As I write, the BlackBerry Storm has yet to hit the streets, and PC Pro hasn’t done an official review (though you can read all about it in our smartphones Labs – Ed). I managed a quick fiddle with one recently, while having a beer or three with a software developer friend: it’s hardly “real world” to write about it after a ten-minute session, but so many of you have emailed asking about Storm that I feel obliged to bend the rules and give my initial reaction.
First off, it’s about the same size as an iPhone, but noticeably heavier: where the iPhone sits in my shirt pocket almost unnoticed, the Storm felt a little more of a “lump”. Like the iPhone it feels well put together, with no creaking plastic as is evident on certain BlackBerrys. I’d almost declare it a return to the BlackBerry build quality of old. Its screen is clear, and the much-discussed ClickThrough (the whole screen depresses when you push) works pretty well.
I was disappointed to find that its default onscreen keyboard uses SureType with two letters per virtual key when in portrait orientation, but rotating it through 90 degrees gives you a proper Qwerty keyboard in landscape. SureType is better than the T9 multitap you find with numeric keypads, but it doesn’t have the accuracy or speed of proper Qwerty. Is the Storm’s virtual keyboard as good as physical buttons? No. Is it more accurate than the iPhone’s onscreen keyboard? Yes, considerably so. I don’t know why, but that screen click really makes a difference and permits far more accurate typing.
The Storm I tried was an early engineering sample and touchscreen manufacturer Synaptics hadn’t yet incorporated multitouch capabilities into its firmware – I’m told that on the shipping version, you’ll be able to hold two fingers at the beginning and end of a sentence to highlight the whole thing ready for cut or copy. (At this point, I can sense iPhone users turning a shade of Apple green.) A quick play with the web browser suggests that it’s built on the browser found in the Bold, both faster (even on an early sample) and better than the browser in previous BlackBerrys. I’m not convinced it’s as good as the excellent iPhone browser, but the gap is closing.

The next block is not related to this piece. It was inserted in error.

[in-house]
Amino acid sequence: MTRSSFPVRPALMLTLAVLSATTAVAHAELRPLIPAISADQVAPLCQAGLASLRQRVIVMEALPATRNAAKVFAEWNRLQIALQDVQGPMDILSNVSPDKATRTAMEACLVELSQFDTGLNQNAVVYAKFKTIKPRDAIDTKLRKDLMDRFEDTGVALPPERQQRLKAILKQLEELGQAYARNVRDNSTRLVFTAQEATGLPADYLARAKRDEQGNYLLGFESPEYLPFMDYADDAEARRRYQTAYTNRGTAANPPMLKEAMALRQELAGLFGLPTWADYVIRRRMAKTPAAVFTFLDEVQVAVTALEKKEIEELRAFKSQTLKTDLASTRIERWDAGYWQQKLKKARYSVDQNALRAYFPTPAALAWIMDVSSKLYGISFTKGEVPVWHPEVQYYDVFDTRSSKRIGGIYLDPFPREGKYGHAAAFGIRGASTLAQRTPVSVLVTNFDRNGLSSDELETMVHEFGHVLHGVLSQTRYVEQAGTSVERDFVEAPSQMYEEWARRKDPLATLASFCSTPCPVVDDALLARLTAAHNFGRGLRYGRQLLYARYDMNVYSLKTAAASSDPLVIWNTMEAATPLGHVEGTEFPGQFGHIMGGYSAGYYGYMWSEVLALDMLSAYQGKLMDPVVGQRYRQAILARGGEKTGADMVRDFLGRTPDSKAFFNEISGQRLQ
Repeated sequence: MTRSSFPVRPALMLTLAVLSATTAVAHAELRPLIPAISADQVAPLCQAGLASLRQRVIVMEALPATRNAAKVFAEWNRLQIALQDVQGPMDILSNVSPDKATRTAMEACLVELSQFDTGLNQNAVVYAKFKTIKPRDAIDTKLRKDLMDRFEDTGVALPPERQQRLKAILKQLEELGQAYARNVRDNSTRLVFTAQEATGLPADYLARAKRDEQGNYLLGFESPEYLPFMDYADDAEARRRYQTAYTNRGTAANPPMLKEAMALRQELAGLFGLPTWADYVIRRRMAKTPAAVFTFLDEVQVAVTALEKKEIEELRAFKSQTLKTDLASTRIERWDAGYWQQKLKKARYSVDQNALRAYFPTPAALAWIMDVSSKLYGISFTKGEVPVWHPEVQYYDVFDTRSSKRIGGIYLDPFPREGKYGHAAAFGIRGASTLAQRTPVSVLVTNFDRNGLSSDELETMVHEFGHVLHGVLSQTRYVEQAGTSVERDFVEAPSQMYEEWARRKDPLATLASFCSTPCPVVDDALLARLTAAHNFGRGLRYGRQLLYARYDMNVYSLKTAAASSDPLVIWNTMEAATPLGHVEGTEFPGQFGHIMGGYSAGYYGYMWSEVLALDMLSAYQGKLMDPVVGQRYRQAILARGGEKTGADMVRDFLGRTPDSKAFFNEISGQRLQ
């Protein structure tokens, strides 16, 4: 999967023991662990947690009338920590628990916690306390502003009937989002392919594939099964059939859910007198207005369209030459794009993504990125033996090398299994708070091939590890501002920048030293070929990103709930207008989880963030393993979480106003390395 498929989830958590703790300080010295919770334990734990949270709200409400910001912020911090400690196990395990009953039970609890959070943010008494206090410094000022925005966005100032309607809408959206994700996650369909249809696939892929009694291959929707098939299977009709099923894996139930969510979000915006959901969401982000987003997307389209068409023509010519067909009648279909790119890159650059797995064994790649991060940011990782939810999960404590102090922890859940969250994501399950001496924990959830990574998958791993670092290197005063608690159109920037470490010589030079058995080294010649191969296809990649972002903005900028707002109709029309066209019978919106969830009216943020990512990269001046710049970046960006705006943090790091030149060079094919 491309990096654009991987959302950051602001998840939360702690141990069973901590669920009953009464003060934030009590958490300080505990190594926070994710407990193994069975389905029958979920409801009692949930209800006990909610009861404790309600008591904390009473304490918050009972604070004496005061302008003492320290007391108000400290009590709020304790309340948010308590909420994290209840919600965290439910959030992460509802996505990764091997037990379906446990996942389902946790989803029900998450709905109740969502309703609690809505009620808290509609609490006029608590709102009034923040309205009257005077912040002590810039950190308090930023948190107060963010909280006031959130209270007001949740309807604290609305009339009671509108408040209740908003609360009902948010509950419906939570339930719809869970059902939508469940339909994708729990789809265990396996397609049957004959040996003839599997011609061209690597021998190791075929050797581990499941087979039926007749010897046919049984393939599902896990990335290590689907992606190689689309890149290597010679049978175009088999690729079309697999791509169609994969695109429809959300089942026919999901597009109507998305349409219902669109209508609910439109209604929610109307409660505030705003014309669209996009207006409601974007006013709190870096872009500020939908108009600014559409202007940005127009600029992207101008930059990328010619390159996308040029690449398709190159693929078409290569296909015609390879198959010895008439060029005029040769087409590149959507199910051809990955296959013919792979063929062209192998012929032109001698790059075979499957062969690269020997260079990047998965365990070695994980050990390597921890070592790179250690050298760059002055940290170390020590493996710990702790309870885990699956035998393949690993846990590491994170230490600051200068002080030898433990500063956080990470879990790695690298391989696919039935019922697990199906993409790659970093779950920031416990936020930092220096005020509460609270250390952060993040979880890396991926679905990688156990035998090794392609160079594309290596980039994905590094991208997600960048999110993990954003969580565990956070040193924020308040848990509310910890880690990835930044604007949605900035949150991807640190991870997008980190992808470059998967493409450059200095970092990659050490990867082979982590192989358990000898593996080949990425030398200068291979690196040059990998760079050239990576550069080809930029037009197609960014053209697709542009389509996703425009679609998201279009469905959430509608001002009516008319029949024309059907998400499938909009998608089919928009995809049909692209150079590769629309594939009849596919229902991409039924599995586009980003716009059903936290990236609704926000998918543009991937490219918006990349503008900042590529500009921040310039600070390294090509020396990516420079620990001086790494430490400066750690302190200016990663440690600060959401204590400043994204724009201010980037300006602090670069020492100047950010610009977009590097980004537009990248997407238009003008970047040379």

The initial version of Storm is exclusively tied to Vodafone/Verizon worldwide, and this model won’t have Wi-Fi – which I find a real shame, but apparently was a Vodafone stipulation. That’s odd because Vodafone has certainly sold other Wi-Fi- enabled phones, but it may not be a problem for long as I was told “similar-ish” devices would almost certainly appear for other networks within a few months, and that some would include Wi-Fi. Let’s hope so.
Right now I find myself carrying two phones: for voice calls and emails it’s my trusty BlackBerry Curve (mainly because I love its form factor), but for web surfing, streaming media, Google maps, games and listening to music I reach for my iPhone. At some point, I’ll want to rationalise this arrangement around a single device, and perhaps it will be BlackBerry’s Storm (or some future sibling) that allows me to do that. Or maybe it will be some Windows Mobile 7 (or even 6.5) device, or maybe Apple will release an iPhone with a better keyboard. Watch this space!
Dreams of electric sheep
Speaking of new devices, there’s a lot of hype surrounding Google’s new Android smartphone operating system. You’ve probably read elsewhere that the first Android phone is the G1 supplied exclusively by T-Mobile. I’ve had a quick play with it and while it isn’t bad, I wasn’t particularly impressed with its slider keyboard, finding it quite hard to type on. I much prefer the keyboard on devices such as HTC’s Kaiser aka TyTN II. But that’s just the hardware. The operating system itself is very slick and pretty responsive, so it’s a shame there aren’t any alternative phones to try it on.
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